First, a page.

The season has a distinctive ebb and flow; from spring to autumn, each passing month has its own qualities. Races early in the year are run in hard conditions, the cold and wet, with muddy roads, embrocation and arm warmers. But the bunch is keen to race after a winter of steady rides and soulless turbo hours – everyone is anxious to put their training to test, and to start ticking off those pre-season goals and targets.

By summer everyone is in full flight, the edges of tan lines have sharpened, bodies are leaner. The pinnacle of the season has been reached; the rider is now en forme. There is a deep feeling of satisfaction when the climbs seem shorter, and the pace of races feels less fraught – these are the sensations that make the hours of training and the suffering in the early season worthwhile.

When in form everything seems to go your way and confidence is sky high. Your pedal stroke becomes smooth and effortless, as if the wind is always at your back. Every joint and pivot is like a balanced oiled machine, from the ankles to the knees, power flowing from the thighs through the hips. The buttocks feel moulded to the saddle, there’s no squirming to find comfort. The bike feels compliant, you flow through corners and plummet down descents – the hours upon hours spent hooked over your racing machine have instilled an instinctive trust in its capabilities.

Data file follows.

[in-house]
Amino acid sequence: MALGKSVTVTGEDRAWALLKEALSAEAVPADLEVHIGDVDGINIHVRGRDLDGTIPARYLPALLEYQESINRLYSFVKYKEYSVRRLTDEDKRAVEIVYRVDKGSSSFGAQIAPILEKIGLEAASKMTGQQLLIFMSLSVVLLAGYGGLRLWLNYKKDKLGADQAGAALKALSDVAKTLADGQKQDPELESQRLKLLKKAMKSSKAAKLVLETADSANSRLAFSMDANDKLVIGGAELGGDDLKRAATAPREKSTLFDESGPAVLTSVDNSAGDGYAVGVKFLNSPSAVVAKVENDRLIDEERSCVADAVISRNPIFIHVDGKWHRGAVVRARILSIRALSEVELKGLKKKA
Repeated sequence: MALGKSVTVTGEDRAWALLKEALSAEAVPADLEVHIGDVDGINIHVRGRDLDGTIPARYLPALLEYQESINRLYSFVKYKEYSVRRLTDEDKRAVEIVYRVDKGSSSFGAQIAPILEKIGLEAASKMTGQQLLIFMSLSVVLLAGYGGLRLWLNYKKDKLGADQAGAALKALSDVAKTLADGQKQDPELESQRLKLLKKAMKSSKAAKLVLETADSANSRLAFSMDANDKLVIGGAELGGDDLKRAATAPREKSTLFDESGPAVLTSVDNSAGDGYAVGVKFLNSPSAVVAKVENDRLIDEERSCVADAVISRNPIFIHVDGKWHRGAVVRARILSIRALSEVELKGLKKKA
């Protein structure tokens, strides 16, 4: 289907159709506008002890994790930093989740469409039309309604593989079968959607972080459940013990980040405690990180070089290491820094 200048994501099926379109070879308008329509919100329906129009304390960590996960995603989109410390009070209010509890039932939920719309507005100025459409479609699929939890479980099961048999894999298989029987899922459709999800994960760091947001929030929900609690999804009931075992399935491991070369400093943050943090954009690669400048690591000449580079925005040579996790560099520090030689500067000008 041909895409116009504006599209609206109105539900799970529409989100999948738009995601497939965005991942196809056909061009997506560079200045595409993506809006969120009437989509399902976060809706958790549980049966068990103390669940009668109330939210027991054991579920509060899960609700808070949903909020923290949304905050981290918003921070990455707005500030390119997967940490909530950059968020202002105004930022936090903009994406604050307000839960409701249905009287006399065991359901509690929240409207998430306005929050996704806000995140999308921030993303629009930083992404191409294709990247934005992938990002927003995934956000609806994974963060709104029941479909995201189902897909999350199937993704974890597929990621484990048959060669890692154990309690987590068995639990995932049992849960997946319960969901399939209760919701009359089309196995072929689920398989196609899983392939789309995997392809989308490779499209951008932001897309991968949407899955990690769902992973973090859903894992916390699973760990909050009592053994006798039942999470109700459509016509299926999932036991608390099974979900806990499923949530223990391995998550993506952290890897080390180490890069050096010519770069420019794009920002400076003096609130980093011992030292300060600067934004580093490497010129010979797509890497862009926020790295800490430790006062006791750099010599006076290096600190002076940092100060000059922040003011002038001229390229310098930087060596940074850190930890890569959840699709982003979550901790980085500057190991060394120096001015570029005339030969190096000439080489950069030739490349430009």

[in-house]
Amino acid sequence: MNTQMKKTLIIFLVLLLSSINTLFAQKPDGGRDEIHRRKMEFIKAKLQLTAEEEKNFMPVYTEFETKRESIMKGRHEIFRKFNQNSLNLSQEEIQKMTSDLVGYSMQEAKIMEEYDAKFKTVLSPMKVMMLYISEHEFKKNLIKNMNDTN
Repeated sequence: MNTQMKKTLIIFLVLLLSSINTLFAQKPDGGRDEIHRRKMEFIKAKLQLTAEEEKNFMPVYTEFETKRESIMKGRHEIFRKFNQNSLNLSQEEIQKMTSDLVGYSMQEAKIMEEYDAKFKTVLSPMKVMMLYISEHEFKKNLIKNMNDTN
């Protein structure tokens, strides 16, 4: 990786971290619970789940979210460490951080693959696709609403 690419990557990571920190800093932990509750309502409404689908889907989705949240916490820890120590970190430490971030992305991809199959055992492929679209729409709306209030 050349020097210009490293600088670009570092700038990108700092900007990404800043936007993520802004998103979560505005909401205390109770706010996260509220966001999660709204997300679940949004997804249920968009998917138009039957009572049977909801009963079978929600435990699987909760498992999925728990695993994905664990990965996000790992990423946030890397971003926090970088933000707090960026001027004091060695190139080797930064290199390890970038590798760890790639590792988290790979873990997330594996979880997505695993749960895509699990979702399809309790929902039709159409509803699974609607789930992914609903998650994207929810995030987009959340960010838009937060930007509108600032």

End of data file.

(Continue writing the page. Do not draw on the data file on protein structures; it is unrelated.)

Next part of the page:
Results arrive, and it feels like a natural occurrence. At this point it could be the case that a new racing licence arrives for you through the post – congratulations, you’ve been upgraded to the next category.

But moving up can be a curse in the disguise of a blessing. It carries kudos, a promise of prestige and recognition. But an upgrade also means an introduction to a whole new breed of competition; no longer forcing the winning breaks, it’s now a return to suffering in the wheels of more capable foe. From top finisher to mid-bunch fodder.

And so every summit is followed by a descent, top form is only fleeting. By autumn motivation begins to fade, fatigue begins to mount both physical and mental. With targets achieved there’s not so much to race for. Suddenly the racing routine becomes a chore; the travelling, early mornings, and as results begin to dry up so does the enthusiasm.

Talk turns to next season and the winter in between. What are the new targets? How will your preparation be tweaked or altered to propel you to higher standards? The appeal of a fresh start begins to take hold.

Right now I feel like I might have the best form I’ve had all year, but even so, the plans are already being set in order to climb even higher the next time around.